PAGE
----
Relative Humidity Sensing Adds Value to Outdoor Electronics, Remote Installations, and In-Home Monitoring ProductsFebruary 14, 2014 By: Bill Simcoe, Silicon Labs
By Bill Simcoe, Environmental Sensor Product Manager, Silicon Labs
As more and more electronic components are finding their way into outdoor equipment and remote locations, the need for environmental monitoring around equipment is becoming more valuable. In these remote installations, electronics typically reside in sealed, weather-resistant enclosures or a climate-controlled room or closet. However, it is not always easy or cost-effective to perform physical checks of the environment in a weather-tight enclosure or remote room. Adding remote relative humidity (RH) and temperature sensing capabilities to these locations provides a low-cost means to monitor the environmental conditions around these electronics and prevent damage to equipment resulting from water or temperature ingress.
Consumer home monitoring products can also benefit from environmental sensing. By providing information about in-home humidity and temperature conditions, child care, and security monitoring products give parents and homeowners added peace of mind about the environmental conditions present inside their homes.
With the availability of integrated RH and temperature sensors such as the Si701x/2x sensor family (see fig. 1), high-precision humidity and temperature sensing capabilities can be added to electronic designs in a simple and cost-effective manner without the need for special calibration equipment, increased design complexity or a large bill of materials.
Fig. 1: Integrated Si701x/2x Relative Humidity and Temperature Sensors
Outdoor and Remote Electronics
Electronics that must operate outdoors require special design considerations to ensure proper operation across a wide range of weather conditions. In addition to supporting wider temperature ranges, it is necessary to prevent water and dirt from contaminating components. In addition, continuous operation at high humidity levels can cause corrosion of device terminals, leading to eventual device failure.
Protection from such elements is achievable by placing components behind protective covers or inside sealed enclosures. Examples of outdoor electronics applications include security cameras, ATM machines, vending machines, lighting and irrigation controllers, seismic data loggers, weather stations, radio equipment for emergency services personnel and military equipment.
Electronics may also require placement in remote installations many miles from the nearest service center or in a room rarely accessed. These installations often include a climate-control system for maintaining a protected operating environment. Examples are remote servers, data centers, telecommunications equipment, and cellular base stations. Due to their remote location, it may not be practical to directly monitor the environmental conditions in these installations on a regular, firsthand basis.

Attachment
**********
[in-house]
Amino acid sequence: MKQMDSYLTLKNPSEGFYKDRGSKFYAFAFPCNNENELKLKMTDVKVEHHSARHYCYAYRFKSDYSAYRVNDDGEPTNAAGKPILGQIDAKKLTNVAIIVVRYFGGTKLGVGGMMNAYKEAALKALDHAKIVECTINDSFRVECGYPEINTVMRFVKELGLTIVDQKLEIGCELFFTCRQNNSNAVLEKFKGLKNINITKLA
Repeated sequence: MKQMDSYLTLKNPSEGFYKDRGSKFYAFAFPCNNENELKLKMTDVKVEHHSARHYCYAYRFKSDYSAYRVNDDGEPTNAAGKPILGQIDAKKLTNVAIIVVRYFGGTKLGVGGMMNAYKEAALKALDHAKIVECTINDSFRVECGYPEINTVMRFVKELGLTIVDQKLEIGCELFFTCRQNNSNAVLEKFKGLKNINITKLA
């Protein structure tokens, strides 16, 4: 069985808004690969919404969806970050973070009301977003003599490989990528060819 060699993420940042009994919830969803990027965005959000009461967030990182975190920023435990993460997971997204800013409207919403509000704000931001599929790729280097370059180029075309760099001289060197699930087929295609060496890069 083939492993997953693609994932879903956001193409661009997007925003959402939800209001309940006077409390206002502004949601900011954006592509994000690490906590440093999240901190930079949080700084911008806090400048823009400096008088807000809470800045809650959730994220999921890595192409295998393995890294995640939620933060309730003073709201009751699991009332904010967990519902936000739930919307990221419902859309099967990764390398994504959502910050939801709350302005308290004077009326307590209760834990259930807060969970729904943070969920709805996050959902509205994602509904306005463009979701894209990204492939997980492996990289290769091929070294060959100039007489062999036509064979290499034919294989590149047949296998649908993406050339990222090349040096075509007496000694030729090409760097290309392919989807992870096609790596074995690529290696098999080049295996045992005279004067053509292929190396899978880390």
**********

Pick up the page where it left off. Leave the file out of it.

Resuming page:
Available for many years now, low-cost thermistor and temperature sensor devices make remote temperature sensing an easy feature to add to most designs. While temperature sensing helps to monitor outdoor and remote electronics, temperature data alone does not provide a complete picture of environmental conditions for these products. Seals and gaskets for weather-resistant enclosures can fail, allowing water to enter the enclosure. Likewise, door and window frames or pipes in remote equipment rooms can leak water into the environment. In each of these cases, the presence of water can cause corrosion and/or flooding, resulting in expensive equipment failure, not detectable by temperature sensing alone until it is too late.
Adding remote RH sensing capabilities along with temperature sensing provides early warning of potentially damaging moisture buildup. In many cases, this sensing information allows enough time to repair broken seals or pipes before extensive damage occurs. Abnormal RH levels in remote equipment rooms can also be a sign of malfunctioning climate-control equipment. Early detection of this condition with RH sensors allows making the necessary repairs before equipment failure becomes a reality.
Consumer In-Home Environmental Monitoring
Consumers have a vested interest in being aware of the environmental conditions inside their homes. Baby monitors are popular products with parents who need to periodically check on their children while sleeping or playing in another room of the house. Adding remote RH and temperature sensors to baby monitors (see fig. 2 application example) gives parents additional peace of mind that their children are safe and in a comfortable environment. The RH measurement is also viable for determining if a humidifier is necessary to further safeguard a child's health.
Fig. 2: Baby Monitor Application with Integrated Humidity and Temperature Sensor